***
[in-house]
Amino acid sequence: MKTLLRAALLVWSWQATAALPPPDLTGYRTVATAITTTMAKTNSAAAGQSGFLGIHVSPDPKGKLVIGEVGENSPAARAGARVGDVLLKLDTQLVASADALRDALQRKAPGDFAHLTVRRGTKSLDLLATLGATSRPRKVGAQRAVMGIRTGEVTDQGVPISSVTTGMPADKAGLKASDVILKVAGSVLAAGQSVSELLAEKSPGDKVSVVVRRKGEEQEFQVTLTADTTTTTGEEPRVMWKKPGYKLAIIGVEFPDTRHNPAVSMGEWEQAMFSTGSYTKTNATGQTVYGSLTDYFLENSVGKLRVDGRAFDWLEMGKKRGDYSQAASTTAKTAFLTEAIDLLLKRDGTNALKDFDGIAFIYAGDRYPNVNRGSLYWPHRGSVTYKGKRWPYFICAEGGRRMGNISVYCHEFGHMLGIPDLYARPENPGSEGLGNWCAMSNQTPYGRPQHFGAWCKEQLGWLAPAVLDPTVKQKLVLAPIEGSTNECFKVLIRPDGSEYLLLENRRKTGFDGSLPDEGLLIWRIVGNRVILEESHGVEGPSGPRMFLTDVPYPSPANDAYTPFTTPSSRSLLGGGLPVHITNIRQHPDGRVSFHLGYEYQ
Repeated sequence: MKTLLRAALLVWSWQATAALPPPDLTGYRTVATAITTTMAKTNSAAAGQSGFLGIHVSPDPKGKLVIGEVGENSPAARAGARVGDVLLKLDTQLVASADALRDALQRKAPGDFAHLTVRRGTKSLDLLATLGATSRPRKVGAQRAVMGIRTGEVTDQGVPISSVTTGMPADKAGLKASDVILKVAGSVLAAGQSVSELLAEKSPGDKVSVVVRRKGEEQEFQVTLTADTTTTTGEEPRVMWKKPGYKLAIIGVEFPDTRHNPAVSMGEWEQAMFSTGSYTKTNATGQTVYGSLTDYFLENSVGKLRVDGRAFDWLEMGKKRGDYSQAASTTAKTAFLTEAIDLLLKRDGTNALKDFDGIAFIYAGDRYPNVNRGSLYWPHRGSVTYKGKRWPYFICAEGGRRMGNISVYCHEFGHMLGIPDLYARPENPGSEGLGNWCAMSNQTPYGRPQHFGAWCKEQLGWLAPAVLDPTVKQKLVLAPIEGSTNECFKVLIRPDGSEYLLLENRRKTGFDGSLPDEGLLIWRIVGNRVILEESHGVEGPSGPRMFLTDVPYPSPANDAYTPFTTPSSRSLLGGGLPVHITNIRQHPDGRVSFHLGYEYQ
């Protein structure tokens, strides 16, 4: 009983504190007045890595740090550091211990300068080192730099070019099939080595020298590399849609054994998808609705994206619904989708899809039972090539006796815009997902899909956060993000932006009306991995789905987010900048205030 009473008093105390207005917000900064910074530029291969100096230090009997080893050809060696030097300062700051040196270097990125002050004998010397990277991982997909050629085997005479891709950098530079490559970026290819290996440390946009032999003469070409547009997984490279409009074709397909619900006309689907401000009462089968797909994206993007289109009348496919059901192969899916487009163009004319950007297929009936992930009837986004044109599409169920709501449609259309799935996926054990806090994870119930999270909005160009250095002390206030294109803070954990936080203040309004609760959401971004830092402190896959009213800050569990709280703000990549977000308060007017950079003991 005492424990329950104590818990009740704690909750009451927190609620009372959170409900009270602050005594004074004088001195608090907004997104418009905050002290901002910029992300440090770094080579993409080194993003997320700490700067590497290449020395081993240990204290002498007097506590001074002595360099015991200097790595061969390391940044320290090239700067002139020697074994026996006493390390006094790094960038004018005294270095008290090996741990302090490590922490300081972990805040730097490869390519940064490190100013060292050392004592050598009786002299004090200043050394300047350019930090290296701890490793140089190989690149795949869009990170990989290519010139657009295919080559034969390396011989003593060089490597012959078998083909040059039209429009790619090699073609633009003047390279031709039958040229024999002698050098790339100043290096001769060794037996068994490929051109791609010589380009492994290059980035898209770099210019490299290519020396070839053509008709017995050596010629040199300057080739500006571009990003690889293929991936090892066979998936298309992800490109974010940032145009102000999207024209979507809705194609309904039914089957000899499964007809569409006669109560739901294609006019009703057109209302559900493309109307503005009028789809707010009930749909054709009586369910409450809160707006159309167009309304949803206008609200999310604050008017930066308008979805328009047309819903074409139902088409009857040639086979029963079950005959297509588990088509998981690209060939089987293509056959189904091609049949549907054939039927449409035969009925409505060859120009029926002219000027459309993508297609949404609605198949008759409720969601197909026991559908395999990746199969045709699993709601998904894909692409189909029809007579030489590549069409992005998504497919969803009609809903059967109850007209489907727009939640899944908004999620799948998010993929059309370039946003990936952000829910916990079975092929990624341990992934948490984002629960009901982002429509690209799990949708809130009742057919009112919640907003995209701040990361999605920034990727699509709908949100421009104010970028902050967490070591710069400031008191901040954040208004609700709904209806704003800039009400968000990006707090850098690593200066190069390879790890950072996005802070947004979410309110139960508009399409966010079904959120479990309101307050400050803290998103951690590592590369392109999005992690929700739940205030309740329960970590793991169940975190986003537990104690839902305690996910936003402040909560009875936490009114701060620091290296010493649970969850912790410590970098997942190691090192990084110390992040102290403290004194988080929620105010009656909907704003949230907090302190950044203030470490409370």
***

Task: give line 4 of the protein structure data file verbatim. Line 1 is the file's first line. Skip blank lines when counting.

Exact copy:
């Protein structure tokens, strides 16, 4: 009983504190007045890595740090550091211990300068080192730099070019099939080595020298590399849609054994998808609705994206619904989708899809039972090539006796815009997902899909956060993000932006009306991995789905987010900048205030 009473008093105390207005917000900064910074530029291969100096230090009997080893050809060696030097300062700051040196270097990125002050004998010397990277991982997909050629085997005479891709950098530079490559970026290819290996440390946009032999003469070409547009997984490279409009074709397909619900006309689907401000009462089968797909994206993007289109009348496919059901192969899916487009163009004319950007297929009936992930009837986004044109599409169920709501449609259309799935996926054990806090994870119930999270909005160009250095002390206030294109803070954990936080203040309004609760959401971004830092402190896959009213800050569990709280703000990549977000308060007017950079003991 005492424990329950104590818990009740704690909750009451927190609620009372959170409900009270602050005594004074004088001195608090907004997104418009905050002290901002910029992300440090770094080579993409080194993003997320700490700067590497290449020395081993240990204290002498007097506590001074002595360099015991200097790595061969390391940044320290090239700067002139020697074994026996006493390390006094790094960038004018005294270095008290090996741990302090490590922490300081972990805040730097490869390519940064490190100013060292050392004592050598009786002299004090200043050394300047350019930090290296701890490793140089190989690149795949869009990170990989290519010139657009295919080559034969390396011989003593060089490597012959078998083909040059039209429009790619090699073609633009003047390279031709039958040229024999002698050098790339100043290096001769060794037996068994490929051109791609010589380009492994290059980035898209770099210019490299290519020396070839053509008709017995050596010629040199300057080739500006571009990003690889293929991936090892066979998936298309992800490109974010940032145009102000999207024209979507809705194609309904039914089957000899499964007809569409006669109560739901294609006019009703057109209302559900493309109307503005009028789809707010009930749909054709009586369910409450809160707006159309167009309304949803206008609200999310604050008017930066308008979805328009047309819903074409139902088409009857040639086979029963079950005959297509588990088509998981690209060939089987293509056959189904091609049949549907054939039927449409035969009925409505060859120009029926002219000027459309993508297609949404609605198949008759409720969601197909026991559908395999990746199969045709699993709601998904894909692409189909029809007579030489590549069409992005998504497919969803009609809903059967109850007209489907727009939640899944908004999620799948998010993929059309370039946003990936952000829910916990079975092929990624341990992934948490984002629960009901982002429509690209799990949708809130009742057919009112919640907003995209701040990361999605920034990727699509709908949100421009104010970028902050967490070591710069400031008191901040954040208004609700709904209806704003800039009400968000990006707090850098690593200066190069390879790890950072996005802070947004979410309110139960508009399409966010079904959120479990309101307050400050803290998103951690590592590369392109999005992690929700739940205030309740329960970590793991169940975190986003537990104690839902305690996910936003402040909560009875936490009114701060620091290296010493649970969850912790410590970098997942190691090192990084110390992040102290403290004194988080929620105010009656909907704003949230907090302190950044203030470490409370």